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Yesterday, I was in the library and I flipped through an encyclopedia. The article about vegetarianism was, needless to say, rather irritating. First off, it said that there are exactly three types of vegetarians: lacto-ovo-vegetarians, lacto-vegetarians, and vegans. Never mind those of us (like myself) who don't really fit any of these catagories, either you're a full-fledged vegan or you have to consume dairy products! Not to mention that it added that vegans abstain from other animal products, including gelatin. Funny, I thought that vegetarians in general weren't too keen on gelatin.


But that's not the part that really bugged me. Further into the article, it mentioned that there are no plant sources of complete protein (soy beans and quinoa must be a figment of our imagination) and then proceeds to trot out the age-old myth of protein-combining.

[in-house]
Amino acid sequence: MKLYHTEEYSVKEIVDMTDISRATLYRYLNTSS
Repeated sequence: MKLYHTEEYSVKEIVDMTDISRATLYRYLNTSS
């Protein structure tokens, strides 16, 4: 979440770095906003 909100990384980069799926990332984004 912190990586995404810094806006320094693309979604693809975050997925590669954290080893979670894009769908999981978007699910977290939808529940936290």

It also explains that they must be careful to eat plenty of broccoli and leafy greens to get calcium. Now, while I think it's nice that they acknowledge non-dairy calcium sources, is this really necessary? The way it was phrased had some definite "MILK = CALCIUM" subtext to it.

The sad thing is that this was a very up-to-date encyclopedia that was printed last year. But their article on vegetarianism looks like it hasn't been updated in decades.